Election Daily: Trump's new deal, Clinton on bullies

Maclean’s Bulldog, Oct. 27: What Clinton's aides were really worried about, and how Trump is building a new customer base

Republican presidential nominee Donald Trump speaks during a rally at the Delaware County Fair in Delaware, Ohio. MANDEL NGAN/AFP/GETTY IMAGES

Republican presidential nominee Donald Trump speaks during a rally at the Delaware County Fair in Delaware, Ohio. MANDEL NGAN/AFP/GETTY IMAGES

Oct. 27, 2016: Donald Trump made his latest play for the black vote, WikiLeaks continued to provide a look into the life of a Clinton aide, and Trump’s campaign gave the media an inside look at its database of voters—or future Trump TV subscribers? 

Here’s our daily U.S. election Bulldog, rounding up what you need to know about what happened on this day on the campaign trail.

Trump’s “New Deal for Black America”

Trump is still trying to prove that he will be better for African-Americans than the candidate they’re mostly going to vote for. Speaking in Charlotte, N.C., he unveiled what he called “a new deal for black America,” which consists of policies aimed at improving what he called “blighted American neighbourhoods” and allowing poor neighbourhoods to apply for federal disaster relief.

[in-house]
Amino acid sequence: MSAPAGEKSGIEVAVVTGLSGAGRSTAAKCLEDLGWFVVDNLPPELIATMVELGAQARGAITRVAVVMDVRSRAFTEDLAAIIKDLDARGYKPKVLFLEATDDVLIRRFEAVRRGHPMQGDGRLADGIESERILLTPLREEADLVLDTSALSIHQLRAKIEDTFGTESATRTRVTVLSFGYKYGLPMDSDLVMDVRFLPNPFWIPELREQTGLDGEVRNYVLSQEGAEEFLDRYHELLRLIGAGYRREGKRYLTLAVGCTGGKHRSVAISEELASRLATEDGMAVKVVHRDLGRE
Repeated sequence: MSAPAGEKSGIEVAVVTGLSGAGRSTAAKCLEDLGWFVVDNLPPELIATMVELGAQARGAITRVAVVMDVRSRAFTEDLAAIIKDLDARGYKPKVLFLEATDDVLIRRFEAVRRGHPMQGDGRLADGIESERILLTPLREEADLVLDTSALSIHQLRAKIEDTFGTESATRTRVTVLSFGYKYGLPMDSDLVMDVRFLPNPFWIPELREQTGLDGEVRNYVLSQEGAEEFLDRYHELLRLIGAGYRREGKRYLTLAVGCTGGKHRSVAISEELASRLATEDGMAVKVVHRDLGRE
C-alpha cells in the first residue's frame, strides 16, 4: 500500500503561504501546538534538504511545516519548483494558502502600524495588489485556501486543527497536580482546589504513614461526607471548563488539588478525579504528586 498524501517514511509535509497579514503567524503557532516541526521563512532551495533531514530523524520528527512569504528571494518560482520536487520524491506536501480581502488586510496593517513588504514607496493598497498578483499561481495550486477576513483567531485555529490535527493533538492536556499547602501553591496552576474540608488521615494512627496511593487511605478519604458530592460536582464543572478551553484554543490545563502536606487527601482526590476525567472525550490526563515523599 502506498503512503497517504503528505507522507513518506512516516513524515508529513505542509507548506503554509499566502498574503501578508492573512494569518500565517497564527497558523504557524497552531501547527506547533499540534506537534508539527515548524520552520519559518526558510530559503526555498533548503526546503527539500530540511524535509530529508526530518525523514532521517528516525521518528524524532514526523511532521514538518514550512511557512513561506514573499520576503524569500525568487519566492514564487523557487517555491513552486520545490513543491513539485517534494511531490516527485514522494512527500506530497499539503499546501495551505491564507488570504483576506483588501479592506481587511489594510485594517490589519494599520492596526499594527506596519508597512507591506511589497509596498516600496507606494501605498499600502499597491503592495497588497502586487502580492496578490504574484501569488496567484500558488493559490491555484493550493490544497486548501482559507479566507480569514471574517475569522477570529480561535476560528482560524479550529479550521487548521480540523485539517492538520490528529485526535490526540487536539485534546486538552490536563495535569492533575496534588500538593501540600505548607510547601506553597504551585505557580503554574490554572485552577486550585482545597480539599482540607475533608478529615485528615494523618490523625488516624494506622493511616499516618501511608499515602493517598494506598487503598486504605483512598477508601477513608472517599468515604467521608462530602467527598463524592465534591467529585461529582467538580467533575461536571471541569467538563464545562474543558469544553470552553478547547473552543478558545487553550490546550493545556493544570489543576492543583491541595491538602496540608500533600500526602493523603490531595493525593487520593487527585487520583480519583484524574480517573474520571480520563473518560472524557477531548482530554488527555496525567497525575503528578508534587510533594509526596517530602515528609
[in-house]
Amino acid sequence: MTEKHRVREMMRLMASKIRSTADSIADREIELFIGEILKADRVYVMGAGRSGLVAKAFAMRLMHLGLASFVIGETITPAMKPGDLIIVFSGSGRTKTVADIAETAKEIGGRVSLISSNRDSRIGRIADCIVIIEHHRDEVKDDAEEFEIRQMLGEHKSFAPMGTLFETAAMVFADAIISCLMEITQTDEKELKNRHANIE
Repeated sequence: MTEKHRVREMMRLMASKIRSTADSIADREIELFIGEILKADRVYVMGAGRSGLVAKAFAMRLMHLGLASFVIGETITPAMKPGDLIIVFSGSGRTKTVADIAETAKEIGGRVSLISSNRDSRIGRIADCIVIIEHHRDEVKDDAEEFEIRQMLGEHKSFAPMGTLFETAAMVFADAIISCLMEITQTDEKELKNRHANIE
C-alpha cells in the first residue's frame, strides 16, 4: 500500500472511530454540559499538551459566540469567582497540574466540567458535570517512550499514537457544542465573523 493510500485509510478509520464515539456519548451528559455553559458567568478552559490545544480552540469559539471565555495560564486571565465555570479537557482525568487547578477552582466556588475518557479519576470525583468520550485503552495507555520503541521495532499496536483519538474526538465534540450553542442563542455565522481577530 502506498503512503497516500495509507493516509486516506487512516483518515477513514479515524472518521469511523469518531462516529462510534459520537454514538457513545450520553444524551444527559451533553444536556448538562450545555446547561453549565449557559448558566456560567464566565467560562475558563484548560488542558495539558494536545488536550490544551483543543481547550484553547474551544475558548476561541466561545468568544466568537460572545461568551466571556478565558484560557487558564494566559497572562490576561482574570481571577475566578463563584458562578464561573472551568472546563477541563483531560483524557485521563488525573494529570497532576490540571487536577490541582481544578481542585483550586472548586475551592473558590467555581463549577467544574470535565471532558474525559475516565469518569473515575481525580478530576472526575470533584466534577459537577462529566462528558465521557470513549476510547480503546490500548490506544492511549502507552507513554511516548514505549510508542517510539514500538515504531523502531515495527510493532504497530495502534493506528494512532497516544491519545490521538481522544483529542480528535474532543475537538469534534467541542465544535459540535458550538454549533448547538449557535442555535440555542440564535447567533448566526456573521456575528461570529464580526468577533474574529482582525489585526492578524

Mostly he repeated the familiar story that the Republicans are “the party of Abraham Lincoln” and that the Democratic Party’s dominance in cities has created “crippling crime and total violence.” Speeches like these don’t seem likely to change the votes of black Americans, whose support for Trump polls at somewhere between three and four per cent. In fact, Trump may have torpedoed the party’s once-improving performance among young black men. But these appeals may be aimed at white voters who lean Republican but want to be reassured that they’re not racist. The same could apply to a new ad where Trump tries to speak Hindi to appeal to Indian voters.